Sagas of the Gautrian Kings #46- Dark Days in Helvik

Kvig Melgarson, his champion Bleddyn Yorath, and his master spy Wynston Black marched with Kvig’s few infantry units to his ancestral home of Helvik. When Kvig arrived at that wooden keep, he found his brother Olaf, the jarl of Helvik, had the gates open in welcome. Kvig brought his troops inside the wooden palisade walls.

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Kvig could see the fortification was woefully undermanned. The fighting men from Helvik looked hopefully to Kvig. They had marshalled in the fort against the League of Nil-ith Horn orc invasion, but Jarl Olaf was too ill to ride out and fight. Kvig promised them he would drive the hated orcs from the shores of North Gautria, just as he had done in the lands to the south. Many men of Helvik cheered and Kvig’s retinue began to chant “King Kvig! King Kvig! King Kvig!”

“Where is my brother, your Jarl? I should pay my regards to him and his wife,” Kvig asked. He was directed to the great hall on the hill, where the men told him Olaf sat and drank each day as his wife Ragna ran the holdings. There were dark looks exchanged when Ragna’s name was spoken.

Kvig strode through the warriors to the hill. Wynston and Bleddyn followed behind Kvig as he entered his brother’s hall. Olaf Melgarson sat slumped in a large wooden chair, drink in hand. His beautiful wife Ragna sat in a matched chair by his side. Casks and barrels lined the side of the hall between Kvig and Olaf.

“So, brother,” said Kvig, “This is how you keep our father’s lands safe? Our people are slaughtered by orcs while you drink in the mead hall? Take your sword and ride out with me!”

“You would like that, Kvig Melgarson, I am sure,” said Ragna. “To see your brother slain on the battlefield so you can lay claim to Helvik.”

“Enough!” roared Olaf as he rose unsteadily from his chair. “I’m not dead yet, woman! I rule Helvik, and I fear neither this bandit-king brother of mine, nor the orcs from the League of Nil-ith Horn.” Olaf drained his cup.

“Then lend your sword arm and your men to our cause and together we will defeat the orcs!” replied Kvig.

“Bah! Do all your men even own shields?” asked Olaf. “You ran from our brother Hegg in Timlin and his liege King Magnus, and come here to Helvik with thirty men boasting to slay the orcs? I will wait for Magnus, I think.”

Kvig turned a hard stare on his brother. “Is that you speaking, Olaf? Or is it the words of your witch-wife speaking to you through your drink?”

Olaf threw his empty cup at Kvig and drew his sword. Ragna jumped to her feet between the brothers.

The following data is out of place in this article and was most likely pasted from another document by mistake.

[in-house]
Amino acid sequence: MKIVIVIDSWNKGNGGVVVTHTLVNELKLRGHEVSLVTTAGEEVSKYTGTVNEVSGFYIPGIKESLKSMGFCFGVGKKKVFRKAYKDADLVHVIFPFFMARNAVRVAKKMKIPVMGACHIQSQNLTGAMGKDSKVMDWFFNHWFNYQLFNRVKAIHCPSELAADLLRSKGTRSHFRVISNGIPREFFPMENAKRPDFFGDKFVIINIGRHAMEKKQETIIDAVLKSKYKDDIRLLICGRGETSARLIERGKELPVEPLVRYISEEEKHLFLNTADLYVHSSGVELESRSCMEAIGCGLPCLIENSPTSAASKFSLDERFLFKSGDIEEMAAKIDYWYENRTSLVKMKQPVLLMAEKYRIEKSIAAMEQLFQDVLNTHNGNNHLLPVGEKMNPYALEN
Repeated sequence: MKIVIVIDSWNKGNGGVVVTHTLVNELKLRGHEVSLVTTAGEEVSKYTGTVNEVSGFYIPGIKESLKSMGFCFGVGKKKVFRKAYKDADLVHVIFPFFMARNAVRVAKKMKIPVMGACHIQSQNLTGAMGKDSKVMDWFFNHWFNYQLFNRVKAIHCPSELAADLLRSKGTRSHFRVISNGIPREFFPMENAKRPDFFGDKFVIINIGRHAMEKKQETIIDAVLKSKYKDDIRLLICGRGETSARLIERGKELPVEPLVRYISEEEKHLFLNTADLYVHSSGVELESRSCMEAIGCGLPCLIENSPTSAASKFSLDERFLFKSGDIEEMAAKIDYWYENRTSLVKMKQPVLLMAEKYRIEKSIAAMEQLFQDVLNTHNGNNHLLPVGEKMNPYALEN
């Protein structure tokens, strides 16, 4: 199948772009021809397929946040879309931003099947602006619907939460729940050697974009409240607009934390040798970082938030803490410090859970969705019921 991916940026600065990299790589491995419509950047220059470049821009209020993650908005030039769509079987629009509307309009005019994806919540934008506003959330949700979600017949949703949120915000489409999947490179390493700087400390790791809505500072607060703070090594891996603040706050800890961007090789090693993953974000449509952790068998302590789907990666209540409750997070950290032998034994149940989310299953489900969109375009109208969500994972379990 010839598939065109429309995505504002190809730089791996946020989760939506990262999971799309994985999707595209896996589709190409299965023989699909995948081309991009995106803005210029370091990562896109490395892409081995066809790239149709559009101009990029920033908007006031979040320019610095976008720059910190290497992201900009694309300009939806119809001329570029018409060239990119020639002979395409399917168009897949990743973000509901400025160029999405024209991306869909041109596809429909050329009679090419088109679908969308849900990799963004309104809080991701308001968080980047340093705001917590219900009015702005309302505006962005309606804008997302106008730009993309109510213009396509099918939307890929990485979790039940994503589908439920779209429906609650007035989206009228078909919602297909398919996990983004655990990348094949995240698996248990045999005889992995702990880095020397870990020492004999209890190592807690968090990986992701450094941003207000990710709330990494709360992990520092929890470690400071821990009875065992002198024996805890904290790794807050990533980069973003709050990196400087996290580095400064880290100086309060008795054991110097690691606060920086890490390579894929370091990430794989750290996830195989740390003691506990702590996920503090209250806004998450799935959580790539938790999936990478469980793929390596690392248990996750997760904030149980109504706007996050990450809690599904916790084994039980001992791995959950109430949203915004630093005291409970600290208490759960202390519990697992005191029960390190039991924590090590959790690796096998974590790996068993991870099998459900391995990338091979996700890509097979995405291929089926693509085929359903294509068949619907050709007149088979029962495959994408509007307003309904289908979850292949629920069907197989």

“Bleddyn,” Kvig said behind him. “The casks.”

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With just a slight hesitation, Bleddyn hacked into a barrel. The floor grew dark as Bleddyn slashed cask after cask.

Olaf only shuddered and let his sword drop. Ragna shrieked and ran from the hall.

“Now you can be free, brother, as we will make the North free!” proclaimed Kvig.

“You will see what you have done, brother,” said Olaf hopelessly.

Kvig, Bleddyn and Wynston returned to their men in the yard. Once it was dark, Wynston convinced the two to sneak to the sacred grove where Ragna was surely calling on the old powers. Kvig and Bleddyn hid farther off, but Wynston was able to get close enough to prove her hunch. Ragna was communing with her sister Svala, the Queen of North Gautria since her husband Gorm was killed at the Battle of Turlin.

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Svala promised men to aid Ragna in holding Helvik. Hidden among them would be professional assassins to target Kvig. Wynston moved closer to hear the details and was spotted by Ragna’s fanatic followers. Wynston slew one, and led the other to her hidden comrades. By the time she, Kvig and Bleddyn had dealt with the fanatics, Ragna had disappeared.

The trio ran back to the tower of Helvik, where they were stopped by more of Ragna’s men.

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Kvig demanded they step aside. Kvig’s forces were rousing in answer to the combat outside, and the sudden commotion in the gates. Ragna’s three thanes in red threw down their swords and declared for Kvig.

Wynston was about to enter the tower when most of the few remaining women in Helvik appeared in the yard. They begged for Kvig to hurry to his brother. Kvig ran to the great hall.

Olaf lay at the foot of his chair. His skin was grey, and his breath shaky.

“See, little brother? See what you have brought on me?” asked Olaf. “You may know war, but you do not know women.” Olaf lifted his shirt. A black stain marred his chest. “This should have killed me long ago. It was Ragna kept me alive. You bring death with you, Kvig.”

Kvig grasped his brother to him as Olaf breathed his last.

Wynston turned from the Melgarsons and sprinted back to the tower. It was empty, and no one had seen Ragna.

Kvig Melgarson burned Olaf’s body with honors. Kvig stood tall in the light of the funeral pyre and declared himself Jarl of Helvik. The inhabitants of Helvik cheered their approval. Kvig’s men from the south began a different chant:

“King Kvig! King Kvig! King Kvig!”

Questions? Thoughts? Insights?